SOD1 is a marker of cellular health overall, and SOD2 is a marker of mitochondrial health. Good levels of these markers are achieved when glutathione levels are also at peak, and especially when the ratio of reduced glutathione to oxidized glutathione is in a healthy range. A high level of SOD1 protects the cell from damage, and a high level of SOD2 protects the mitochondria from oxidant damage. Mitochondria show improved activity with higher glutathione levels. Since SOD levels are directly tied to glutathione, testing the various modes of glutathione is of higher importance. What else can be tested to determine cellular health? How? How can we know what adjustments to make to our antioxidant systems?


The Precision Point Diagnostics Advanced Oxidative Stress Test offers the most comprehensive examination of an individual’s cellular health. This panel uses whole blood and urine samples from a patient to test for total glutathione, percent reduced glutathione (which determines the ratio between reduced glutathione and oxidized glutathione),  F2-isoprostane, and 8-hydroxy-2’-deoxyguanosine (8-OHdG). We’ve already discussed the importance of testing for, and regulating total and percent reduced glutathione. Let’s take a look at why testing for and regulating F2-isoprostane and 8-OHdG are also important.


F2-isoprostane is the oxidized degradation product of arachidonic acid, a fatty acid with significant inflammatory potential. F2-isoprostane is an oxidized lipid, pro-inflammatory, and a vasoconstrictor. Testing urinary levels of F2-isoprostane is the gold standard marker of lipid peroxidation in biological specimens. What does this mean? Since F2-isoprostane can cause inflammation while also constricting blood vessels, it has been suggested as an indicator of cardiovascular disease, including high blood pressure. It can constrict blood vessels in primary organs including the kidneys, lungs, liver, bronchi, blood and lymph vessels, uterus, and gastrointestinal tract. F2-isoprostanes are associated with an increased perception of pain and are elevated in acutely hyperglycemic diabetics. On a cellular level, cellular and mitochondrial membranes with elevated levels of F2-isoprostane suggest oxidized, unhealthy fatty acids in the lipid bilayer of those membranes. Oxidized fatty acids in the cell membranes essentially “clog up” the cell walls. This low membrane fluidity decreases cell and mitochondrial membrane health, contributing to cell dysfunction. This acceleration of cell damage contributes to premature aging and inflammation in the body.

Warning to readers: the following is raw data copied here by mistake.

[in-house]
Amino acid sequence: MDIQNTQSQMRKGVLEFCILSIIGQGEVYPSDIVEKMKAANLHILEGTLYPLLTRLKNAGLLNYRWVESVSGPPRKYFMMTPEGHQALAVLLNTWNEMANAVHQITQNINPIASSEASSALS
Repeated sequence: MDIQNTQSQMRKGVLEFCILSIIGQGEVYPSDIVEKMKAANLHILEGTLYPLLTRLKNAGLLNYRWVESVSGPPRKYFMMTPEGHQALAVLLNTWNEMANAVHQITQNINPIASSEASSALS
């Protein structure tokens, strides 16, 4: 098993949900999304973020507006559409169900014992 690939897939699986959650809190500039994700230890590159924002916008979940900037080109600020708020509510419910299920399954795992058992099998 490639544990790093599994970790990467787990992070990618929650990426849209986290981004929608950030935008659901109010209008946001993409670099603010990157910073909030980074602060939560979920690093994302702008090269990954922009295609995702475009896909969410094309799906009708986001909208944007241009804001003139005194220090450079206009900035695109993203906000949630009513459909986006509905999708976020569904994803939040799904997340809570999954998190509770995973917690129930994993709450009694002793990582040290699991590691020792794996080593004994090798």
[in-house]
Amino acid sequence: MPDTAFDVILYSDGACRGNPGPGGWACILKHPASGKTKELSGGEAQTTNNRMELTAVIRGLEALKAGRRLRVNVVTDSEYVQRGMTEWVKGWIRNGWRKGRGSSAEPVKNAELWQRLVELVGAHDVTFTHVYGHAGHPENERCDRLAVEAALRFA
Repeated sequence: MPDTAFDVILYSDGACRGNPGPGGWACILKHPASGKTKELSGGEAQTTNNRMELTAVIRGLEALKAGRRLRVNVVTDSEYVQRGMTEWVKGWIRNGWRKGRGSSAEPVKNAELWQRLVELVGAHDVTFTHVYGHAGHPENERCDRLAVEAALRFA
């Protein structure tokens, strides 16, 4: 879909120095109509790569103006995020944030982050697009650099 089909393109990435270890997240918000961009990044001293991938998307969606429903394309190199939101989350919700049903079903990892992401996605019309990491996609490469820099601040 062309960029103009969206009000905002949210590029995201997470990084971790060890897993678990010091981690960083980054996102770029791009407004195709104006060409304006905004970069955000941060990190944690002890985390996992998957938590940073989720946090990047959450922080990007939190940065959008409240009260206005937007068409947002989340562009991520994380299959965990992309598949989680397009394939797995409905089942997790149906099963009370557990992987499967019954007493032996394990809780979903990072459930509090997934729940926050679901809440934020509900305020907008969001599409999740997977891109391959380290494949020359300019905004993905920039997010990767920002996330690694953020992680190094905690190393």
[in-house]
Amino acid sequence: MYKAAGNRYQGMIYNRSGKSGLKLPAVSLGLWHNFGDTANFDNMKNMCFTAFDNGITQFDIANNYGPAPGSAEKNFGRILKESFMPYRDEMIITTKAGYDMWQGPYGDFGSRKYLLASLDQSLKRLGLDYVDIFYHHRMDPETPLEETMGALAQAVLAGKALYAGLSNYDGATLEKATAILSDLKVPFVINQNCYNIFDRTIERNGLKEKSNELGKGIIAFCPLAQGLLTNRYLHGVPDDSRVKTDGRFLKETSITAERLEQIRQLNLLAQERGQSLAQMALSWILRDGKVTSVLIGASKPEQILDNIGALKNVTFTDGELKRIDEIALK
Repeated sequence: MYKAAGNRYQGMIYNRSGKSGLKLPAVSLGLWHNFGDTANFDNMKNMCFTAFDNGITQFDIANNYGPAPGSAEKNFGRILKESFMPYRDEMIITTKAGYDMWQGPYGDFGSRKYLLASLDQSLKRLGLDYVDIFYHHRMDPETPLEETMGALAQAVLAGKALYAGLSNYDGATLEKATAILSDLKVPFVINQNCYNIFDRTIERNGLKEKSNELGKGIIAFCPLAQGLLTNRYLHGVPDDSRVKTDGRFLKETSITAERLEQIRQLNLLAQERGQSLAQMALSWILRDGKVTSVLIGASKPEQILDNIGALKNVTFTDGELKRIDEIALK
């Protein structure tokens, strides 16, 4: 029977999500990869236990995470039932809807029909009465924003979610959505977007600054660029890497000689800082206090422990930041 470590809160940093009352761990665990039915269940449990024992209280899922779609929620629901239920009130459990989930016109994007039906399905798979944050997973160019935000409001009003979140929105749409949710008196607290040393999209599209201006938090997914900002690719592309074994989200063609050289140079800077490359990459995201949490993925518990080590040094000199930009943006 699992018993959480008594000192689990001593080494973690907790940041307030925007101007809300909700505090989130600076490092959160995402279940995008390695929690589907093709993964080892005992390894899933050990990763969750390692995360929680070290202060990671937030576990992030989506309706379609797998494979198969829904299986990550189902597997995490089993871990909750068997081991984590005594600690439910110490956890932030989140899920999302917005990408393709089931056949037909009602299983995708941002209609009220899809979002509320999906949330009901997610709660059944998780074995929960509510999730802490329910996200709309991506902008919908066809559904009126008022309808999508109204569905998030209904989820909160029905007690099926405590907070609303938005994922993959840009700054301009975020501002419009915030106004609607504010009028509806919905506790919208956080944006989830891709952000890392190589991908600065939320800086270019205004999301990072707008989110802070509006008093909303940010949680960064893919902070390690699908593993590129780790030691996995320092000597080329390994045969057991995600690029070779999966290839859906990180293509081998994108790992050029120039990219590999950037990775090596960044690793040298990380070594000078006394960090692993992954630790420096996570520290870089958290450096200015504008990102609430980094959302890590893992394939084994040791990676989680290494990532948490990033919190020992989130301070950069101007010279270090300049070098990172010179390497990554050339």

8-OHdG is part of a DNA base pair that exists in the body to repair DNA strands by becoming oxygenated (much like an antioxidant works) and is then flushed in the urine. It is the most studied marker of oxidative damage to DNA. DNA damage is a normal part of life, but chronic elevation can be a concern because it signals increased oxidative damage. High levels of 8-OHdG in the urine indicate that this DNA repair mechanism might be working overtime to contain DNA damage- an indication of higher rates of DNA decay than should be occurring. While 8-OHdG is not a diagnostic marker of cancer, it has been widely used as a marker of oxidative stress, and degenerative diseases, and is considered a risk factor for certain cancers. In general, high levels of 8-OHdG indicate poor mitochondrial and DNA health. Oxidative stress as evidenced by high 8-OHdG has been found in depression, fatigue, diabetes, extreme exercise, neurodegenerative disease, toxicity, and other conditions. High urinary 8-OHdG was found in patients with major depression and chronic fatigue syndrome. There was a correlation between 8-OHdG levels and scores for sadness and flu-like malaise. It has also been found to be markedly higher after courses of antibiotic treatment and also of chemotherapy. DNA damage has been shown to correlate with Alzheimer’s disease, and 8-OHdG levels have been found to be elevated in the cerebrospinal fluid of patients with Alzheimer’s and are correlated with the duration of illness.


High levels of F2-Isoprostane and/or 8-OHdG, low levels of total glutathione, and especially, percent reduced glutathione all indicate cell damage and accelerated aging. Testing to find which mechanisms or pathways are involved specifically in a person’s cell health is important so that you can identify lifestyle changes and treatments specific to that cause of damage. It’s not enough just to take a random selection of antioxidants, you have to know how to formulate a plan specific to YOU! The only way to do that is to engage in comprehensive testing of your cell health to begin the process of healing, rejuvenation, and anti-aging.  Call now to set up an appointment to evaluate you for an advanced oxidative stress test.